As Predicted Here 2 Years Ago, More Diesel Emissions Cheating Alleged

Back in November of 2015 I wrote:

I would be stunned if the Volkswagen emissions cheating is limited to Volkswagen.  Volkswagen is not unique -- Cat and I think Cummins were busted a while back for the same thing.  US automakers don't have a lot of exposure to diesels (except for pickup trucks) but my guess is that something similar was ubiquitous.

My thinking was that the Cat, Cummins, and VW cheating incidents all demonstrated that automakers had hit a wall on diesel emissions compliance -- the regulations had gone beyond what automakers could comply with and still provide consumers with an acceptable level of performance.

Since then Fiat-Chrysler has been accused of the same behavior, and now GM is accused as well, though only in  a civil suit.

A class-action lawsuit accuses General Motors of rigging emission-control systems on 2011–2016 Chevrolet Silverado HD and GMC Sierra HD pickups with GM’s Duramax turbo-diesel 6.6-liter V-8 engine. If the allegations are proved true, the environmental damage from these 705,000 trucks, which the lawsuit said emit two to five times the legal limit of nitrogen oxides (NOx) in typical driving conditions, could easily exceed that of Volkswagen’s emission-test-cheating TDI engines.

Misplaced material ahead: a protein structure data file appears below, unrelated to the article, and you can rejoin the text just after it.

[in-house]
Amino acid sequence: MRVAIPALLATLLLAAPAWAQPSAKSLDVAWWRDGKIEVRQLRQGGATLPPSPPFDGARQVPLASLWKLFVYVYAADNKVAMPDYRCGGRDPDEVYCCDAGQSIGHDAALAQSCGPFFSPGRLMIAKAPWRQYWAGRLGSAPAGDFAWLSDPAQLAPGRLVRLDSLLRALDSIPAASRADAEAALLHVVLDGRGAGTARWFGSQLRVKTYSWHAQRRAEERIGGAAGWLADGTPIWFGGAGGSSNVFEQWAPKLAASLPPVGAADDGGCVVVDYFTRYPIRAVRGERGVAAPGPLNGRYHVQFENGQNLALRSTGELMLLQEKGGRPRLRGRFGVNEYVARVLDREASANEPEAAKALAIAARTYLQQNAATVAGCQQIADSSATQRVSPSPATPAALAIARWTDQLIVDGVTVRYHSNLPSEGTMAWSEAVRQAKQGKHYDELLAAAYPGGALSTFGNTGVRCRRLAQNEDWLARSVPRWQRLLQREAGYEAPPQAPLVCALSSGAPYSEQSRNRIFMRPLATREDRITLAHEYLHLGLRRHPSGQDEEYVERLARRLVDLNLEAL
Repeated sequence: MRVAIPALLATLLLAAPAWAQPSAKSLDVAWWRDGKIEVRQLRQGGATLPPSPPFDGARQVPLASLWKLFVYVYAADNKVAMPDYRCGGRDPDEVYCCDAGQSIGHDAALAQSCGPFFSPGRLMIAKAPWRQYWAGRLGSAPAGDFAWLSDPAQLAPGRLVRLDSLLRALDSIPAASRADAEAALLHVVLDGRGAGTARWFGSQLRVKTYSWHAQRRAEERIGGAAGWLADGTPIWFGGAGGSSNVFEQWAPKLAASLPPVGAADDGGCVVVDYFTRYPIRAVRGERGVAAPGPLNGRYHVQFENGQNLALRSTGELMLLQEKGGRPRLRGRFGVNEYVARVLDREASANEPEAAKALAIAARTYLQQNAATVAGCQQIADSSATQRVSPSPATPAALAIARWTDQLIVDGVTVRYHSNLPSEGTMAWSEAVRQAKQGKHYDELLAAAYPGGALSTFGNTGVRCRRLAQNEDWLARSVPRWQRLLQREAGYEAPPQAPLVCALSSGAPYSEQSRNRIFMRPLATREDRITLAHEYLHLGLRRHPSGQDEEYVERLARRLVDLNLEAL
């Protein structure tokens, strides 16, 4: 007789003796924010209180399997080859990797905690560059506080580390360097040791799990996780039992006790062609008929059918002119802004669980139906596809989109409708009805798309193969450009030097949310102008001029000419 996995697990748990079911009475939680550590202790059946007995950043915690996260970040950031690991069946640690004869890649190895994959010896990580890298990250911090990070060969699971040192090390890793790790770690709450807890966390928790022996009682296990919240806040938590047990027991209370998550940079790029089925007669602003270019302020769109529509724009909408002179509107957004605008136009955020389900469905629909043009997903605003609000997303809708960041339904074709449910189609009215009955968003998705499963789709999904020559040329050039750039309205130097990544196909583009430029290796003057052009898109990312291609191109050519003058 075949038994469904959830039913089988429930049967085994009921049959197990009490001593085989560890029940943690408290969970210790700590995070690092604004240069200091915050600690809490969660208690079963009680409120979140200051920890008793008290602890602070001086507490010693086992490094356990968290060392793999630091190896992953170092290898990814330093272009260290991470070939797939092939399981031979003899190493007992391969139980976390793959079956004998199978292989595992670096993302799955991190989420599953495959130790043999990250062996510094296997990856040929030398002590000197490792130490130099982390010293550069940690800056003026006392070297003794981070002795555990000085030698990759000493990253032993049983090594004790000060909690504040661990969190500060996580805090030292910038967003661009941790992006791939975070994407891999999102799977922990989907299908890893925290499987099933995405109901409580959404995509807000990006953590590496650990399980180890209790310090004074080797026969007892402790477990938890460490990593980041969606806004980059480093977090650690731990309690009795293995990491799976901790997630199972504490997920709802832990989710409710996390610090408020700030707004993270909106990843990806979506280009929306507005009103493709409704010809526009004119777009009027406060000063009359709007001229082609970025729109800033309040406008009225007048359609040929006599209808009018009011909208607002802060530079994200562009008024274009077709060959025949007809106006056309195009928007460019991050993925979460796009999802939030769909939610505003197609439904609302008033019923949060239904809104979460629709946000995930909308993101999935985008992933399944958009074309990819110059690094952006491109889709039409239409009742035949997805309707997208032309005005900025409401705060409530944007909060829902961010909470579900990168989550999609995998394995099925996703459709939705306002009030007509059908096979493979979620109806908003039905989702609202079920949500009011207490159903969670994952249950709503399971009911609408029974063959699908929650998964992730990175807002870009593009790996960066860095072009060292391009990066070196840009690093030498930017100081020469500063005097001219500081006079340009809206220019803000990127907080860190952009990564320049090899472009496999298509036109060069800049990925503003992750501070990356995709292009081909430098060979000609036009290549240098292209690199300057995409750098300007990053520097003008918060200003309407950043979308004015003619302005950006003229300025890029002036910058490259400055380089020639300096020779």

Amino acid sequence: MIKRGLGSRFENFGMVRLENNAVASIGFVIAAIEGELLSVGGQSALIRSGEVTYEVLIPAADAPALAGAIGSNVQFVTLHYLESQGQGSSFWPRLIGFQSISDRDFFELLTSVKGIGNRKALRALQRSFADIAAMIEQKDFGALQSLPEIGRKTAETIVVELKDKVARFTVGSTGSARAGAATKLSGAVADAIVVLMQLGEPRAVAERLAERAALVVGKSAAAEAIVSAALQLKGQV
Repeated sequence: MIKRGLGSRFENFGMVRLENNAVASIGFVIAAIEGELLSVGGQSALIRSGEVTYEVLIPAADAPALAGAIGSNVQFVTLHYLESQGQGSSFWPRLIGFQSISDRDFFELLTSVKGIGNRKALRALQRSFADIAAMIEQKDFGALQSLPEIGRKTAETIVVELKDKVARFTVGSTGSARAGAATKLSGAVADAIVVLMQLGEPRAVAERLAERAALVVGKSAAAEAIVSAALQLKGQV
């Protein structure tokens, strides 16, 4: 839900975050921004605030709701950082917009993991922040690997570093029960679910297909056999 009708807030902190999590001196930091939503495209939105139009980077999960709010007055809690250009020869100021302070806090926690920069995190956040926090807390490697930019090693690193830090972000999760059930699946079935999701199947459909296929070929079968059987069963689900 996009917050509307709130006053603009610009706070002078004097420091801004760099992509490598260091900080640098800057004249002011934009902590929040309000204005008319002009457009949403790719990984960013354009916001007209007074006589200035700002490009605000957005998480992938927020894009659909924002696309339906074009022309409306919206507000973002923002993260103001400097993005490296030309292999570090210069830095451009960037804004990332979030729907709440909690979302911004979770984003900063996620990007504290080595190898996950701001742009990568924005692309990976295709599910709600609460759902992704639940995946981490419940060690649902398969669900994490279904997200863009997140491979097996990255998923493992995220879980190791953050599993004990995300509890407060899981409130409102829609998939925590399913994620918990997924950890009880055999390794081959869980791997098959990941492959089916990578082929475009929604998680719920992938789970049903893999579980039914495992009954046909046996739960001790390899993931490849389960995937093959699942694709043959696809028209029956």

Of course, people can say any thing they want in a civil suit, so this needs to be proved, but I think it probably is true.

A while back a reader with some inside knowledge explained what was going on.

  • C078342

    I keep waiting for someone to quantify the "excess" NOx emissions, Until someone does, no one can assess whether this is a mountain or a molehill.

  • Roy_Lofquist